How do BP people deal with grief? *update*

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Date Joined Dec 2008
Total Posts : 175
   Posted 2/26/2009 12:47 PM (GMT -7)   
Might be as simple an answer as "like everyone else" but my husbands grandfather died (was taken off life support) yesterday and I don't know how to help him.  He seems withdrawn, which to me is normal (to a degree), but I just wonder if grief and death might trigger a depression???  Is there anything I could do or anything I should watch for?  Sometimes I feel like I'm doing TOO much by asking him all the time how he's doing and feeling and stuff and I don't want to baby him either!  Thanks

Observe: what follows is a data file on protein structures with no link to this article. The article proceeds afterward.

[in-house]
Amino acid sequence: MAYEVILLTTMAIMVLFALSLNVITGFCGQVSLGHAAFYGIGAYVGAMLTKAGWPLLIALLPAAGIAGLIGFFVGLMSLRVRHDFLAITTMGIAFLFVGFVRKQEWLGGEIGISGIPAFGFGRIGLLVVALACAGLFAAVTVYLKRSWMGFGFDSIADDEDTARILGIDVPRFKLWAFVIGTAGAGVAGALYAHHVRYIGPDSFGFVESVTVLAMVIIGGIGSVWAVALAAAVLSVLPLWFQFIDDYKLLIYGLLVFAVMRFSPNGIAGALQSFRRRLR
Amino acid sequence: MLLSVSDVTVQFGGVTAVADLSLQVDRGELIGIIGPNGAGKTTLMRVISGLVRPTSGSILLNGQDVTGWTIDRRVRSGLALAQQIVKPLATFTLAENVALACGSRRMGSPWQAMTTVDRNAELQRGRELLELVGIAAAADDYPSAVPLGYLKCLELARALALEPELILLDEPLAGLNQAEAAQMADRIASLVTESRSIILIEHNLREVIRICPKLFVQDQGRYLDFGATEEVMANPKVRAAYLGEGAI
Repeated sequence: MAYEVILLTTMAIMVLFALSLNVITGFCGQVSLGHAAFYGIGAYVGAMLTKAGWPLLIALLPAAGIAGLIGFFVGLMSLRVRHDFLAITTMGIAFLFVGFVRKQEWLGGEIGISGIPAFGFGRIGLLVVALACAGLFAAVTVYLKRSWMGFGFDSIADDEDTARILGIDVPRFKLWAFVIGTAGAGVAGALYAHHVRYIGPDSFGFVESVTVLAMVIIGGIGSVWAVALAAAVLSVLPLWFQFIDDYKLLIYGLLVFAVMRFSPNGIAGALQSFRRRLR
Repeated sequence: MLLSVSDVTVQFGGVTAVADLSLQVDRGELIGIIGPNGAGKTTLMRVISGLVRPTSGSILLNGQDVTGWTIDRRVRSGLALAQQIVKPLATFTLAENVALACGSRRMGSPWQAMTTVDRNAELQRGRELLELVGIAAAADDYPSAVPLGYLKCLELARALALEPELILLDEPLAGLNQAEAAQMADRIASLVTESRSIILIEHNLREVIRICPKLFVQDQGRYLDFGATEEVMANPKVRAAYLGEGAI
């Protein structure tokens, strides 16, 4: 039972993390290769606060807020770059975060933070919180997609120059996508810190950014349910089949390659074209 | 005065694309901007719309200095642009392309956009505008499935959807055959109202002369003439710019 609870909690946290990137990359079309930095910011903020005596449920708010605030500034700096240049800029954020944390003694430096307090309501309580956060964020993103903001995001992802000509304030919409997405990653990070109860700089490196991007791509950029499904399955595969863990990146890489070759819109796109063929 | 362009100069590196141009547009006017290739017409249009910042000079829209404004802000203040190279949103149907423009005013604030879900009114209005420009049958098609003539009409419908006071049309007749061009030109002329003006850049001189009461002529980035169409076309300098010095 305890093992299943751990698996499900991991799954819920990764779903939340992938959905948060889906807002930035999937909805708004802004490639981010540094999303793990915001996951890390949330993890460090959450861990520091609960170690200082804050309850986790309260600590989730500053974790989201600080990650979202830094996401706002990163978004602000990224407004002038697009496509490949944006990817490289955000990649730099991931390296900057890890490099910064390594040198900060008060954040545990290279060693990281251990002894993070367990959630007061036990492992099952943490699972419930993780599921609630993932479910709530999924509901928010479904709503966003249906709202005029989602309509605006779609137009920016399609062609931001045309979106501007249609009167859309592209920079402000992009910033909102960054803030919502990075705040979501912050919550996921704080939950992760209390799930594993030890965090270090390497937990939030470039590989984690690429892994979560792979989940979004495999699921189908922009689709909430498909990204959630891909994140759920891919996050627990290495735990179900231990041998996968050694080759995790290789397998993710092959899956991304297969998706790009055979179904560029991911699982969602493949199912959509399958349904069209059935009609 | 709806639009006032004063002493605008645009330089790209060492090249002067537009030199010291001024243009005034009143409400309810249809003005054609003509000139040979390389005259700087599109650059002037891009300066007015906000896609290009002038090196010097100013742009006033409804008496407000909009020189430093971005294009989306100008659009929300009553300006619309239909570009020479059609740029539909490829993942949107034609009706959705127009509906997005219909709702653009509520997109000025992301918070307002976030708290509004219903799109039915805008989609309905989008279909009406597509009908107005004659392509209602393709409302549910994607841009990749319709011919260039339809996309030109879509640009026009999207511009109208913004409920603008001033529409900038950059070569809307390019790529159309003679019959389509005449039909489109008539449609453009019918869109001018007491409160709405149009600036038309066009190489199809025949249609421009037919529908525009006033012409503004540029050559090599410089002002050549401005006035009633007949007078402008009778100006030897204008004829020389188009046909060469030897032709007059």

"Twenty years from now you will be more disappointed by the things you didn't do than by the ones you did do."

Post Edited (BD_spouse) : 3/6/2009 4:23:56 PM (GMT-7)

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Date Joined May 2007
Total Posts : 3715
   Posted 2/26/2009 6:26 PM (GMT -7)   
Hi BD_spouse,

I'm sorry to hear about your husband's grandfather. That's very sad. You are right that you'll want to watch him because grief may trigger a depression in him, but you'll want to give him the same space you'd give anyone who is grieving. Watch to see that he isn't doing any better within a week or so, I'd say. If he gets stuck, really push him towards therapy (I can't remember if he's seeing someone yet or not.) And if he gets stuck, he may need some "extra help" getting out of the depression, and then it's time to see the doc, but give him some time before it comes to that. Let him grieve for a few weeks first. You just don't want him to get stuck there. You should start to see small improvements soon.